Mark Twain certainly knew beauty when he saw it. And during one of his frequent trips to the place I had called home for over a decade he keenly felt the tug of its beauty and character returning to Bermuda time and time again, and calling it “that happy little paradise.” As I actually lived on an island full time I never felt compelled to visit one on vacation.
And now I know what I have been missing.
Our next stop on our round the world journey brought us south-southwest of India, in the Indian Ocean to the Maldives. As we flew over this gorgeous chain of islands to our hotel on COMO Coco Island the view was jaw dropping. Only about 200 islands out of 1200 are inhabited or have hotels on them.
That’s it. One island. One hotel. One restaurant. One divine experience.
Those wonderful pictures you’ve seen in travel magazines with bungalows suspended over turquoise water are not just fantasy. It just feels like one when you are there. Forget your shoes as the pathways are all comprised of sand which feels like white flour or stone which is worn and smooth. Wear something that flutters in the wind. And just feel the “Whoosh” of your normal life, as wonderful though it might be, scamper to the recesses of your mind.
Upon our arrival, complete with a welcoming party of three and cups filled with the sweetest of teas, we are instructed to set our clocks ahead by another hour. Time is silky in Paradise which has its own rules and agenda. So the Maldivians have decided to tack on an extra hour to the end of each day.
“That way our guests have more light to enjoy themselves,” our German manager happily explains.
Although our visit to the Maldives has been a highpoint of this trip, some world maps don’t even show it. This group of 26 atolls and 1200 islands actually make it the lowest country on earth rising only to a maximum of no more than 5 feet above sea level.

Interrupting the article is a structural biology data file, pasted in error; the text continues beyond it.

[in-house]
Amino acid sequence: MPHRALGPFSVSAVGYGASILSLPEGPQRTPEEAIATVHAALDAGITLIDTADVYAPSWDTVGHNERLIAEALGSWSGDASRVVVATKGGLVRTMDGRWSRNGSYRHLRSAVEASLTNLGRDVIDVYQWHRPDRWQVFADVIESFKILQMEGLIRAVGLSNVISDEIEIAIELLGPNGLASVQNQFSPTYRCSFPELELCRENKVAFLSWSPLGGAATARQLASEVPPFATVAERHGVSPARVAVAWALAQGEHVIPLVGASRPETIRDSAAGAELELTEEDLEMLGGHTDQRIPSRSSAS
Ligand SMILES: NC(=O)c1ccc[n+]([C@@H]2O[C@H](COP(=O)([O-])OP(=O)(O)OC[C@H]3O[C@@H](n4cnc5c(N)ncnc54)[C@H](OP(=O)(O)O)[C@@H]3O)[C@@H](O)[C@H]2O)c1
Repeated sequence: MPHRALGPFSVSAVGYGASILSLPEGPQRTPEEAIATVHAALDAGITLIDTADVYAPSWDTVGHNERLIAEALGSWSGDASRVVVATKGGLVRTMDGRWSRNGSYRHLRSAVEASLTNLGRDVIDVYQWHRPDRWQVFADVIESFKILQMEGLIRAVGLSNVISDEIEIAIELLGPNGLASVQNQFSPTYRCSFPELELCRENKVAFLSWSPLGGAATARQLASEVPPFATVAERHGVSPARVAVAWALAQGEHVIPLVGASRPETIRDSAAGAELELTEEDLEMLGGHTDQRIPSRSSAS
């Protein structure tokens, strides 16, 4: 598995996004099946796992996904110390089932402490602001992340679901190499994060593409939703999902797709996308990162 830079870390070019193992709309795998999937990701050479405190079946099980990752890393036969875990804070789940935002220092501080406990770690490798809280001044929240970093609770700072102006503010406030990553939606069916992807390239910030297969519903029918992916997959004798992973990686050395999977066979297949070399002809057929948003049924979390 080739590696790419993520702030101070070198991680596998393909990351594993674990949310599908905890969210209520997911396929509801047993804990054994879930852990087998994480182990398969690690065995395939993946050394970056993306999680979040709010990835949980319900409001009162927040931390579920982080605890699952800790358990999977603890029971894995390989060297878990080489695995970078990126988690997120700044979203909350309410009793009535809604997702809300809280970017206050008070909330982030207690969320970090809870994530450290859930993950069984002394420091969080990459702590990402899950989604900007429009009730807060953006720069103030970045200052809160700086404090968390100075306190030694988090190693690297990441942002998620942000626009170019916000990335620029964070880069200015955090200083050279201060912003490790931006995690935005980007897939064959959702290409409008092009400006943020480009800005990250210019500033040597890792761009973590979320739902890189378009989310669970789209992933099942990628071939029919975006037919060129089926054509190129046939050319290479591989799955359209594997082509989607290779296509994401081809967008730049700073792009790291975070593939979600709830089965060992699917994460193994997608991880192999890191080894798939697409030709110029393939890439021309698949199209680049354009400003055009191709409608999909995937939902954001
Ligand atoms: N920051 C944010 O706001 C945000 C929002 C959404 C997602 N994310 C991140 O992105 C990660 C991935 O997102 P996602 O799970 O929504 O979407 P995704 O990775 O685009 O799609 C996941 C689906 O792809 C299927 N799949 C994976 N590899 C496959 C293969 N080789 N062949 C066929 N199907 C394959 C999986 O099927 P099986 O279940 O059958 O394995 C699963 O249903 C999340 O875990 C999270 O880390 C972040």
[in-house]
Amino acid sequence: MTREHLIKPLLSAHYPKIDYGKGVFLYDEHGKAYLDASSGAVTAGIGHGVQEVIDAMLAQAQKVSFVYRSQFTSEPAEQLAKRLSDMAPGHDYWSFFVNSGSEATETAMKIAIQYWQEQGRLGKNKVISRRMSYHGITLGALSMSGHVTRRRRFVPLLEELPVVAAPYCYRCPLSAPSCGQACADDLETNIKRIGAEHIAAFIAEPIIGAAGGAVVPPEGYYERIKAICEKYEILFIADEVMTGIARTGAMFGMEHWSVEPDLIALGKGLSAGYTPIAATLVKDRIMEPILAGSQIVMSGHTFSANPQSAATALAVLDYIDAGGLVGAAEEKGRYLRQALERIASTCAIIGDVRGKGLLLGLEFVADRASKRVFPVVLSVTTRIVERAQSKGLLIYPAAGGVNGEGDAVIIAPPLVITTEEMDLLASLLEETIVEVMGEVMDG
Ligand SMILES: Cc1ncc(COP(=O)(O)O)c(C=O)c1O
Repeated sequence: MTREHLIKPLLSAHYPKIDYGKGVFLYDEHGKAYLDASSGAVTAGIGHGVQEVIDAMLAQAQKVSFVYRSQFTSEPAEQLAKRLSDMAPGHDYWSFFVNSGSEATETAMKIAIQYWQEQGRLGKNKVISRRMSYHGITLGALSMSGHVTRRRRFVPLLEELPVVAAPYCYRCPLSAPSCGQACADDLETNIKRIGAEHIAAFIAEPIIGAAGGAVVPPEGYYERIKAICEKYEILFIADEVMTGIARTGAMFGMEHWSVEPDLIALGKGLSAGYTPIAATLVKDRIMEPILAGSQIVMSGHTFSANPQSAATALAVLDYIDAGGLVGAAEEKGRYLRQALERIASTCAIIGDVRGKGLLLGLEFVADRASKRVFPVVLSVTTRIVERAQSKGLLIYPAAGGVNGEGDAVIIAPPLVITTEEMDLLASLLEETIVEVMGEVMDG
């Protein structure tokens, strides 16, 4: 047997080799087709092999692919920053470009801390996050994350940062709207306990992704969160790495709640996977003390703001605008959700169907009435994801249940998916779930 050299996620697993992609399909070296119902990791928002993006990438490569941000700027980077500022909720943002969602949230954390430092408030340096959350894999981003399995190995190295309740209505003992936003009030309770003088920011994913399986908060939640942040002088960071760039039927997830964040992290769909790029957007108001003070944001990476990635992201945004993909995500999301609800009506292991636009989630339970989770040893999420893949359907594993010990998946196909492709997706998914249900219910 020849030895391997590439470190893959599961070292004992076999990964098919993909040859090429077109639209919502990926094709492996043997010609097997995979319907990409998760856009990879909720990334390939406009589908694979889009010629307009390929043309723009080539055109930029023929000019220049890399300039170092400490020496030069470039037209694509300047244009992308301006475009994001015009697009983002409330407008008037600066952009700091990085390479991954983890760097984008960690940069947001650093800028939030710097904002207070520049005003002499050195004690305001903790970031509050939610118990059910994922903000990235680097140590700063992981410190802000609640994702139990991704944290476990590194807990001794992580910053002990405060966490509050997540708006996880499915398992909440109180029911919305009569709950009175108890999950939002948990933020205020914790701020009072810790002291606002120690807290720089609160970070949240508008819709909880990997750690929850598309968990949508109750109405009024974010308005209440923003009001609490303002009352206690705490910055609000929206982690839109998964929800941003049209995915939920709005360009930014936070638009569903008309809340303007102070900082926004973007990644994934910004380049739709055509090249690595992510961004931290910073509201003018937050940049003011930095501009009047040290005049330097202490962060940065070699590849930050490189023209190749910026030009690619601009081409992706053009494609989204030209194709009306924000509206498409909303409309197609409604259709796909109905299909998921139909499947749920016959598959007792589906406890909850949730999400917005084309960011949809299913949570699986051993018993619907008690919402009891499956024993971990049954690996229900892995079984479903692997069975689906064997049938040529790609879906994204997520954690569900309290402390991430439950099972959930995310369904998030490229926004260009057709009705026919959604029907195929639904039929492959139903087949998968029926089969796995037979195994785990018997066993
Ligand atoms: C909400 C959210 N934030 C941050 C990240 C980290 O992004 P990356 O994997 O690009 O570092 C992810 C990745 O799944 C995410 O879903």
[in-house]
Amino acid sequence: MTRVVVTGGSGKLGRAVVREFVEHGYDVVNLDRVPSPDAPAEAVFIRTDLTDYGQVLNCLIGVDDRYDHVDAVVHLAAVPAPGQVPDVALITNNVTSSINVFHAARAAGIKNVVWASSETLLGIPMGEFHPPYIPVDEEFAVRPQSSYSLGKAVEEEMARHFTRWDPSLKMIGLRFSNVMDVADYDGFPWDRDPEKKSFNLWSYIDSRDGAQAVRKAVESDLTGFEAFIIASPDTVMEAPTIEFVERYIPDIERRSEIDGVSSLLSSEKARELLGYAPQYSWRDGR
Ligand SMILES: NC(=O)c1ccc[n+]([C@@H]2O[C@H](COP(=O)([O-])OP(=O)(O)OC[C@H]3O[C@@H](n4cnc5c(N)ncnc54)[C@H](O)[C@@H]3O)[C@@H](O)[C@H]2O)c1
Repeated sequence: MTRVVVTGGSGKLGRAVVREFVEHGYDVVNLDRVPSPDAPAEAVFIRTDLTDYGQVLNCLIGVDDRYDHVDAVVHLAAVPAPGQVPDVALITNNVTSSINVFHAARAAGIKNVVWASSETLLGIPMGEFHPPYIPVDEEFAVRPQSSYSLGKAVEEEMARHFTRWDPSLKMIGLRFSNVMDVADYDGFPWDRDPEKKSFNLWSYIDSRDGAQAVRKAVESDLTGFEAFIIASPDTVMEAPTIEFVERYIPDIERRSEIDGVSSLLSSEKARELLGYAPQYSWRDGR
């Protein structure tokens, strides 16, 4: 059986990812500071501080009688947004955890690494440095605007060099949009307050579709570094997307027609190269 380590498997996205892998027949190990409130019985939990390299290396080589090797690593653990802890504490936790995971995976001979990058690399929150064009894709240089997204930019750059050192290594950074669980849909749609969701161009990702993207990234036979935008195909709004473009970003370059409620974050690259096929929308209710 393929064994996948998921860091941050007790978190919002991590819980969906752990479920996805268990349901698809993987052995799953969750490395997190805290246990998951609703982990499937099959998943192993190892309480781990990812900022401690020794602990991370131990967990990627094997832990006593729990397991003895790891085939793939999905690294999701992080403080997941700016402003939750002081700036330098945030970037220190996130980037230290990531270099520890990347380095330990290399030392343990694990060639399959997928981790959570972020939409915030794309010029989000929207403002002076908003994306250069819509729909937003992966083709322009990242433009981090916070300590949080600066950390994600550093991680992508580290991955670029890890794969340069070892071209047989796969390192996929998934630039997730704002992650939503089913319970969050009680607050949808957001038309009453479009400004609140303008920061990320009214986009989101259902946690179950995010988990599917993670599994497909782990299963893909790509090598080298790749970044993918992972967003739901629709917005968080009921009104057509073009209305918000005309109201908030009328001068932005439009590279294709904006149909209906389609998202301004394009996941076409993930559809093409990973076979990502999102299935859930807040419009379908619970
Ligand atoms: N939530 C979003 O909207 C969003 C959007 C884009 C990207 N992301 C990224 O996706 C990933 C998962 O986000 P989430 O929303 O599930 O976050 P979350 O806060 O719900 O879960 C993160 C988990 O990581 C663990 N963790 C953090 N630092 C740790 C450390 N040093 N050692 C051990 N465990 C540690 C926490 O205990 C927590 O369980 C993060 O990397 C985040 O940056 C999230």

As mosquitos and malaria were not a concern in the Maldives and because, by nature, I am a worrier, thoughts of a tsunami passed briefly through my mind until I was assured that we were so low that the giant wave would just shudder by with no impact at all. Quora did remind me though that, “In the Maldives, 88 people were killed and 24 reported missing and presumed dead after it was hit by a devastating tsunami caused by the 2004 Indian Ocean earthquake on 26 December 2004. Two-thirds of the capital city of Malé was flooded during the first hours of the day.”
According to printed reports, “The Maldives were not hit by destructive waves like the ones that struck Indonesia and Thailand. Rather the tsunami waves were like rising surges of water that swamped the islands. Islanders said there were no waves. Rather it felt like the islands were sinking. It took about five minutes for the water to surge and retreat.” (http://factsanddetails.com).
You cannot always predict natural disasters like that one, but as I started to do some research I learned there might be a greater risk of tsunami in Sri Lanka, the next stop on our trip.
Before we left on our RTW trip I had asked our doctor what she had thought of the Maldives as she and her husband had visited there once.
“We loved it,” she said.
I asked her what there was to do.
“We were on honeymoon,” she responded with a smile.
We had inserted the Maldives into our itinerary as an opportunity to decompress between time zones. It was the perfect tonic for jet lag. And we visited there during what was supposed to be the best time of year. February, when day time temperatures hover around 84 degrees and the ocean is as warm as bath water. The hotel is designed over clear lagoons so that you can open up your French doors and just slip into the sea. Normally the ocean is calm and looks like one sheet of green glass. Strangely, we had high winds during our stay which made the sea stormy and navigating the steps down into the water a bit daunting. Nonetheless as we were both suffering from colds it was the most relaxing and beautiful place on earth to recover.
“I love the Maldives,” said my husband. “But I don’t think I could spend more than a week there.”
“Right,” I thought, “but what a week.”
Next Stop: Sri Lanka